New York Times media reporter Michael Grynbaum devoted 2,300 words to profiling President Biden’s press secretary Jen Psaki for Sunday’s edition, bragging in the online headline that normalcy (and a more compliant press corps?) had returned to the White House with Trump out: “Bully Pulpit No More: Jen Psaki’s Turn at the Lectern.”
Grynbaum’s piece reeked of cringy attempts to be hip, down to the Instagram-ready opening line in which we learn that "political fame hits different” (i.e., has a different effect on one than it did previously) with bad man Trump off the scene.
Jen Psaki, President Biden’s press secretary, may be the most prominent spokeswoman in American politics, but political fame hits different in the post-Trump era.
Grynbaum relayed shout-outs from Psaki’s embarrassing online fan club.
But a cult of Psaki has proliferated online, where clips of her restrained, if occasionally withering exchanges with reporters have established this once obscure political strategist as an unlikely cultural force. Her retorts earn “yas queen” praise from liberals, while conservatives jeer her attempts at spin, particularly over the past month, when the confluence of the withdrawal from Afghanistan, extreme weather and coronavirus confusion meant the questions were more pointed and the answers more scrutinized.
He let Psaki prevail while staging a social media smackdown against her “regular foil,” Fox News reporter Peter Doocy.
Now the hashtag #jenpsaki has 139 million views on TikTok, and its pun of a cousin, #psakibomb (the P in Psaki is silent -- get it?), has racked up more than 13 million. She posed for Annie Leibovitz in Vogue magazine and answered questions on the NPR [game] show Wait Wait … Don’t Tell Me! Olivia Rodrigo stood next to her for a briefing. Her exchanges with a regular foil, the Fox News correspondent Peter Doocy, often get memed.
As the TikTok user “fabiantiktoks30sclub” put it, in a clip with 65,000 likes: “Yassss queen jen psaki let the clown doocey have it!!”
Meanwhile, Grynbaum glossed over Psaki’s press-room evasions.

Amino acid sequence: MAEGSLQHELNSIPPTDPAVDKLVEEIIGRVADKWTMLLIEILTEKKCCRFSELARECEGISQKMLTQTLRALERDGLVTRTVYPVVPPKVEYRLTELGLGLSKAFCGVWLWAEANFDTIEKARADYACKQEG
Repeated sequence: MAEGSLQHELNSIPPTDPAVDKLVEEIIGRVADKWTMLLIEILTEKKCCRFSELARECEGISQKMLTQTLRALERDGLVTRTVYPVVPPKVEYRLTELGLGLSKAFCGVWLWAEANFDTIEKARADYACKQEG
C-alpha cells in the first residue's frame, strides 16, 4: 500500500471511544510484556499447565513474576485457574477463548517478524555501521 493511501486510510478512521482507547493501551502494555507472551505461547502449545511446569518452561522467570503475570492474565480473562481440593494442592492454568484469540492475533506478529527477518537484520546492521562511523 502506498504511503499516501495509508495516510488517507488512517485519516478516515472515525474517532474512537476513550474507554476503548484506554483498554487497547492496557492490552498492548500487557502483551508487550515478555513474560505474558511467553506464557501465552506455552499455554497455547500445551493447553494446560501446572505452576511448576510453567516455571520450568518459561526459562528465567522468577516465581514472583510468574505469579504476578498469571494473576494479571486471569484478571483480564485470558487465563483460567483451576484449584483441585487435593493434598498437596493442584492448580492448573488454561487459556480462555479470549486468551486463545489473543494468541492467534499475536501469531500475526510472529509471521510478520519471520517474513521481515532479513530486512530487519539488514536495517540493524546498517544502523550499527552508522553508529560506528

Crisp and precise in her answers, even if she does not always respond directly to a reporter’s questions, Ms. Psaki, in her speaking style, is a contrast to Mr. Biden and his circuitous folksiness. In interviews, Washington correspondents often used the word “professional” -- high praise in D.C. -- to describe interactions with her, deeming her straightforward, detail-dense briefings a relief after an era when Mr. Trump’s press secretaries repeatedly insulted, denigrated and frequently ignored journalists.
To be fair, the bar may be rather low.
“It’s a breath of fresh air to not have people personally attacked on a regular basis,” said April Ryan, a correspondent for The Grio who has covered White House press briefings since the 1990s and received her own share of vitriol from the Trump administration.
It's not surprising that a Democrat partisan like Ryan would approve. Grynbaum briefly noted critics “on the right,” but strove to neutralize their criticisms of the White House press corps, using Psaki herself.
Not surprisingly, she has her share of detractors, especially on the right.
“I walked into the lion’s den every day -- she walks into a bunch of kittens,” Sean Spicer, Mr. Trump’s first press secretary and now the 6 p.m. anchor on Newsmax, said in an interview.
Mr. Spicer often complains that White House correspondents who aggressively questioned the Trump administration now give Mr. Biden a free pass. (The correspondents disagree.)
He also noted Breitbart White House reporter Charlie Spiering called her briefings "rehearsed, scripted, and boring." This was the story's last paragraph:
For Ms. Psaki and her allies — who know the power of a certain bury-them-in-facts tedium — this may be more feature than bug. “You guys can be an ornery bunch, you know,” Mr. [David] Axelrod said of the reporters who cover the White House. “She commands respect.”